How (and why) I follow over 900 people on Twitter

If you’ve read my posts here for any length of time, you can tell that I am a huge Twitter evangelist. The site’s ability to let me communicate and network with an ever-growing number of people continues to amaze me. But as I talk to people on and about Twitter, they are also amazed at how I can follow (currently) over 900 people on the site. I reply that as I follow more people, I get a richer Twitter experience.

Here’s how I believe most people get started on Twitter. First, they follow their 10 or so closest online friends. After a while of doing this, they begin to wonder what the big deal is, because they are likely emailing all these people already, so what does Twitter bring to the table?

So next they likely go through and add another 20 or so experts and pundits from their particular industry. Now they follow around 30 people. But there still doesn’t seem to be much on Twitter for these people. Since they are only following 30 or so people, updates are few and far between, because it’s likely that only a few of those 30 people are ‘on’ Twitter and using it at the same time they are. I think it’s at this point that many people decide that Twitter isn’t really that big of a deal, and stop using the site.

This is where I found myself around Christmas of last year. I was following about 40-50 people and had about 100 or so following me. Twitter really didn’t seem like it was worth all the time and fuss to me, but I had a few friends that kept raving about the site and telling me to give it another chance.

So I did. But I knew that in order to give Twitter a real ‘chance’ to win me over, I had to change how I was using the site. So I went through and added another 50 or so marketing bloggers and social media notables. This alone got me to the point where I was getting updates every few minutes, where previously I might only get new tweets from the people I follow every 15 mins or so.

Then I started asking everyone on Twitter who the ‘power’ Twitter users were that I should be following. Many names were shared, and several people told me to check out the Tweeterboard 100, which claims to rank the 100 ‘top’ Twitter users. I went through the list and added just about everyone listed.

This changed my Twitter experience completely, because now for the first time, I was following people that I didn’t know, and that weren’t coming from a marketing/social media background. So suddenly my Twitterstream (what I call all the new tweets coming in from the people I follow), was much richer and diverse. Suddenly, I was following people from many different backgrounds with many different viewpoints and stories to tell.

By this point, I was following around 300 people, and updates were coming in every minute. And the conversations! Some people were discussing social media and ‘what’s hot’. Some were discussing their vacations, some were giving play-by-play (tweet-by-tweet?) of the NBA or NFL game being played.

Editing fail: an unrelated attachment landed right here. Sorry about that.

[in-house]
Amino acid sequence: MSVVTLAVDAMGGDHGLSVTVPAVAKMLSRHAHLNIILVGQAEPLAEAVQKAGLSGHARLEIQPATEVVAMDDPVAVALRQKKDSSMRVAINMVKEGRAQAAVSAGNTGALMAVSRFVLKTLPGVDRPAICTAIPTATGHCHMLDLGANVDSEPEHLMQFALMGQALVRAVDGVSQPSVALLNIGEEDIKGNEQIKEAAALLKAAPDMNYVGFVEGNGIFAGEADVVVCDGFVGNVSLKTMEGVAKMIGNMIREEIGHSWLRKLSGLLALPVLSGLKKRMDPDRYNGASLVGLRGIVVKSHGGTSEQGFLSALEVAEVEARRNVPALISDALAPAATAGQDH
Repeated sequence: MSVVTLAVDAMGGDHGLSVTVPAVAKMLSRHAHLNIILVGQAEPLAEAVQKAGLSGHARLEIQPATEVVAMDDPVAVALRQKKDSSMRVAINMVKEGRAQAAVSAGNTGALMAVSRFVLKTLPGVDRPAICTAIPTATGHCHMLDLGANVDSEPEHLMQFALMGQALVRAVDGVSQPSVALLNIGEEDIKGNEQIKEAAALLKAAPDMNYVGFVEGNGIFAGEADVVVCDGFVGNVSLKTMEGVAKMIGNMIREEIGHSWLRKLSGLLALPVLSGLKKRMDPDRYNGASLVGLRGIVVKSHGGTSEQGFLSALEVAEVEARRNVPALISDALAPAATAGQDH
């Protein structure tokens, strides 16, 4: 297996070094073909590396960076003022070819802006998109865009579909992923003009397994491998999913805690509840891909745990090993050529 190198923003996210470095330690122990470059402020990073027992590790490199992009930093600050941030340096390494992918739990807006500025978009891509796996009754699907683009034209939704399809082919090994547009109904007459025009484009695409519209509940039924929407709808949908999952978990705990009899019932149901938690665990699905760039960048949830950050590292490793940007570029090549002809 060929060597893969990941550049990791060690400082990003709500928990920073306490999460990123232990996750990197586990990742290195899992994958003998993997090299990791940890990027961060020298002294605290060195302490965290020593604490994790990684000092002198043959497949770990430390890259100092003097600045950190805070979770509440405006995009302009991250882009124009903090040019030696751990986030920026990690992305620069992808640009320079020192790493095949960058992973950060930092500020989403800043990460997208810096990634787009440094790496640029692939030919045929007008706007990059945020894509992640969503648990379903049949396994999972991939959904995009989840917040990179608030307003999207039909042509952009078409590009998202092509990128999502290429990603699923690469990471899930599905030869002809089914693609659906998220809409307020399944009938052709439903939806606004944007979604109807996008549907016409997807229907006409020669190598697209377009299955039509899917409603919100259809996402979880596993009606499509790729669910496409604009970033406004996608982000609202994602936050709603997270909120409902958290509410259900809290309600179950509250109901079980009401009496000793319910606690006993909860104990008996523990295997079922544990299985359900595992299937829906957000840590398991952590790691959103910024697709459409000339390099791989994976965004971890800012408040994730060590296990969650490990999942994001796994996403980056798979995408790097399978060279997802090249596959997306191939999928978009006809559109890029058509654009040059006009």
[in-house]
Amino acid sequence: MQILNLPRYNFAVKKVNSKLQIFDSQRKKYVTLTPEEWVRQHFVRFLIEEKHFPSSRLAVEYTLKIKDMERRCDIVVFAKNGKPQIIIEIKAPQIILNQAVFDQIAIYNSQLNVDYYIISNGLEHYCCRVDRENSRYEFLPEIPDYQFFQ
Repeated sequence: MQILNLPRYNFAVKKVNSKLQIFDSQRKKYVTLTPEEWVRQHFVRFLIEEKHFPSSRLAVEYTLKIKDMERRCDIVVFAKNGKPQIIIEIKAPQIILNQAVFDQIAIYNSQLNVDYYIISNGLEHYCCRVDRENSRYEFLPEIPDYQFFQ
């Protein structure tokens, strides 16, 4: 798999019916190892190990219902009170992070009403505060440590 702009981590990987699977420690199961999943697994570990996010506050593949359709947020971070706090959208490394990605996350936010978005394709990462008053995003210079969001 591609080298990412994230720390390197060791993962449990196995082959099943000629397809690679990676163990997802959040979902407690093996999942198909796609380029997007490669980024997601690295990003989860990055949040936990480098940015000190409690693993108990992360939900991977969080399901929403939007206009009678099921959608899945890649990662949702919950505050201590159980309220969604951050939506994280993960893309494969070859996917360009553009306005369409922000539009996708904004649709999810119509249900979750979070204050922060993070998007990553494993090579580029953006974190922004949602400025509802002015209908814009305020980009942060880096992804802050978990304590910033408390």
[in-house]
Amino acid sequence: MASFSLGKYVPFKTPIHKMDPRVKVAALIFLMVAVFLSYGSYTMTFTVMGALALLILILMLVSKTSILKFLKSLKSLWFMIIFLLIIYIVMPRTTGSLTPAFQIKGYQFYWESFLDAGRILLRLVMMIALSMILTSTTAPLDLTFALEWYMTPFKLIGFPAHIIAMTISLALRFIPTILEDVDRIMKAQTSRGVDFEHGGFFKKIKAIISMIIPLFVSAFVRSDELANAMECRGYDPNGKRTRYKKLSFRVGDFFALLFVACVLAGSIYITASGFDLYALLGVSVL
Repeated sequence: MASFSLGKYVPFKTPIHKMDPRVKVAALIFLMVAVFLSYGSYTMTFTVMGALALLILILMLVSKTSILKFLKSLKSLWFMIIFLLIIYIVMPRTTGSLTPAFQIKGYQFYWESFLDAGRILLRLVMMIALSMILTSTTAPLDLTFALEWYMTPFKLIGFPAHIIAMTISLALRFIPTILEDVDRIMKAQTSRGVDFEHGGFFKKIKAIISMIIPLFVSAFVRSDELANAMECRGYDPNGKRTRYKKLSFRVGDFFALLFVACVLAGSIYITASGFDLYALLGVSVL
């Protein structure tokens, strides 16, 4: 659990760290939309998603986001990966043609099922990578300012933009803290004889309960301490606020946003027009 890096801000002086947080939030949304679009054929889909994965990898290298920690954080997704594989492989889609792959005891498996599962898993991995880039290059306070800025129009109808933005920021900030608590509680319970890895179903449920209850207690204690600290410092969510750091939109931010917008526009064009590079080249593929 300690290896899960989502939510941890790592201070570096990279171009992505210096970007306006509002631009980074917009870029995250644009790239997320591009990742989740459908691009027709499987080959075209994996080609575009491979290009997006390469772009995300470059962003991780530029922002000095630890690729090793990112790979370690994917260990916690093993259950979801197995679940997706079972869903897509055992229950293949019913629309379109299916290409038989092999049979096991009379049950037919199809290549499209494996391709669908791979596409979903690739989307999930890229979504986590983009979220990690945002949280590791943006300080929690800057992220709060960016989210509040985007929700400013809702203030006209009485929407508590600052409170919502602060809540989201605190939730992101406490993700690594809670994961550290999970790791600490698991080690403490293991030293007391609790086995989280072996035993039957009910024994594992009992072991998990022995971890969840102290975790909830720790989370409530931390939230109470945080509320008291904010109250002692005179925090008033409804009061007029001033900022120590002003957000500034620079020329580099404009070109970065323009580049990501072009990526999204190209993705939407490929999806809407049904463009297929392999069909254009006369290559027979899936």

The point was, now I had multiple conversations around multiple topics happening all the time. There was almost always something striking my interest, and prompting me to want to share my opinion and ‘talk’ to others. And again, this is what makes Twitter such an amazing networking tool. As you follow more people, it becomes much easier to find topics to talk about with your followers. As I have talked to my followers, we become friends, we contact each other off Twitter, and there you go.

So how many people can I follow? Where’s the breaking point? I’m not sure. Another point is that as you spend more time on Twitter, you become adept at ‘scanning’ the tweets from the people you are following. I know which topics appeal to which people. And using Twhirl makes this much easier, as Twhirl makes the tweets that are replies to me a different color and makes a different sound when these come through. So this makes it much easier to keep up with and respond to others.

And as I talk to other people on Twitter, I *always* add followers. Jennifer Laycock and I were both on Twitter recently talking about getting links from blogs and Twitter, and which we thought drove more traffic. Other people joined in the conversation, and after about 30 mins or so, we had about 10 people joining us by chiming in their thoughts. Jennifer and I compared notes later, and we both realized that we added followers on Twitter almost as soon as we began the conversation. What happens is that people that are following the people that are talking to us see the conversation that their friends are engaging in with us, and decide to follow us as well.

So if you’ve started using Twitter and think you’ve hit a wall, try adding more people that are NOT in your industry. This will completely change the experience you are getting from Twitter, and it might just be for the best!



Tags:,


posted by Mack Collier @ 12:37 PM,

13 Comments:

At 7:31 PM, Anonymous LeanneHeller said...